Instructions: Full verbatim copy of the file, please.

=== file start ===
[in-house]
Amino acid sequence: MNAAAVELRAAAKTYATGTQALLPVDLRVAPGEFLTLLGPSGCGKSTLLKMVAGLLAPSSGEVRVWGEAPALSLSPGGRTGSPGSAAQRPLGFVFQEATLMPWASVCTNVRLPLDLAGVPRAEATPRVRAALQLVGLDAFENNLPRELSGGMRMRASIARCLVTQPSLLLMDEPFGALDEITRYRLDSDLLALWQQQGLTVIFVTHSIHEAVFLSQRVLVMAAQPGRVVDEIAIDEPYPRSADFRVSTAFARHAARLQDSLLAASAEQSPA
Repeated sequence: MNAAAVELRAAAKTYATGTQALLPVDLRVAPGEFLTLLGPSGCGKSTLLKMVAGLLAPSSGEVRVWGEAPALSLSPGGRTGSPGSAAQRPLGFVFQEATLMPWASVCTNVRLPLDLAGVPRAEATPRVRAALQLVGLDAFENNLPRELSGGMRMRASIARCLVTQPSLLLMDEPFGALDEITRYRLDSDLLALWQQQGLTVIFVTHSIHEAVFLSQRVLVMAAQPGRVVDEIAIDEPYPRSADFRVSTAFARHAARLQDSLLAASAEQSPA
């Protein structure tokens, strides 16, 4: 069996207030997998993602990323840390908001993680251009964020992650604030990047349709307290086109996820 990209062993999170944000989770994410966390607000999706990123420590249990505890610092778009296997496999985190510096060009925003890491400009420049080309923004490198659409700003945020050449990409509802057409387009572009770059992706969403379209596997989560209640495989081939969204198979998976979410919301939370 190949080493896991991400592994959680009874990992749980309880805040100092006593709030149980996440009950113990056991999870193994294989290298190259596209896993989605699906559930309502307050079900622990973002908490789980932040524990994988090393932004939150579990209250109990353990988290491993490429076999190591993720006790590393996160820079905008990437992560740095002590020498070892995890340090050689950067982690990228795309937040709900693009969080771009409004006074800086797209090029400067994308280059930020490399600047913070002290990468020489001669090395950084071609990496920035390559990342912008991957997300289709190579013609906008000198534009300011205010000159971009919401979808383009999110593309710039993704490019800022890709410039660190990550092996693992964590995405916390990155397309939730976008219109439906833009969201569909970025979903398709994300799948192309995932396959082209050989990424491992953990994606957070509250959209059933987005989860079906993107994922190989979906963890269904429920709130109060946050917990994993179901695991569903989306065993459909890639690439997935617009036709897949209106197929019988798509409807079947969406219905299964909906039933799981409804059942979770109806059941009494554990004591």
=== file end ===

[in-house]
Amino acid sequence: MNAAAVELRAAAKTYATGTQALLPVDLRVAPGEFLTLLGPSGCGKSTLLKMVAGLLAPSSGEVRVWGEAPALSLSPGGRTGSPGSAAQRPLGFVFQEATLMPWASVCTNVRLPLDLAGVPRAEATPRVRAALQLVGLDAFENNLPRELSGGMRMRASIARCLVTQPSLLLMDEPFGALDEITRYRLDSDLLALWQQQGLTVIFVTHSIHEAVFLSQRVLVMAAQPGRVVDEIAIDEPYPRSADFRVSTAFARHAARLQDSLLAASAEQSPA
Repeated sequence: MNAAAVELRAAAKTYATGTQALLPVDLRVAPGEFLTLLGPSGCGKSTLLKMVAGLLAPSSGEVRVWGEAPALSLSPGGRTGSPGSAAQRPLGFVFQEATLMPWASVCTNVRLPLDLAGVPRAEATPRVRAALQLVGLDAFENNLPRELSGGMRMRASIARCLVTQPSLLLMDEPFGALDEITRYRLDSDLLALWQQQGLTVIFVTHSIHEAVFLSQRVLVMAAQPGRVVDEIAIDEPYPRSADFRVSTAFARHAARLQDSLLAASAEQSPA
């Protein structure tokens, strides 16, 4: 069996207030997998993602990323840390908001993680251009964020992650604030990047349709307290086109996820 990209062993999170944000989770994410966390607000999706990123420590249990505890610092778009296997496999985190510096060009925003890491400009420049080309923004490198659409700003945020050449990409509802057409387009572009770059992706969403379209596997989560209640495989081939969204198979998976979410919301939370 190949080493896991991400592994959680009874990992749980309880805040100092006593709030149980996440009950113990056991999870193994294989290298190259596209896993989605699906559930309502307050079900622990973002908490789980932040524990994988090393932004939150579990209250109990353990988290491993490429076999190591993720006790590393996160820079905008990437992560740095002590020498070892995890340090050689950067982690990228795309937040709900693009969080771009409004006074800086797209090029400067994308280059930020490399600047913070002290990468020489001669090395950084071609990496920035390559990342912008991957997300289709190579013609906008000198534009300011205010000159971009919401979808383009999110593309710039993704490019800022890709410039660190990550092996693992964590995405916390990155397309939730976008219109439906833009969201569909970025979903398709994300799948192309995932396959082209050989990424491992953990994606957070509250959209059933987005989860079906993107994922190989979906963890269904429920709130109060946050917990994993179901695991569903989306065993459909890639690439997935617009036709897949209106197929019988798509409807079947969406219905299964909906039933799981409804059942979770109806059941009494554990004591």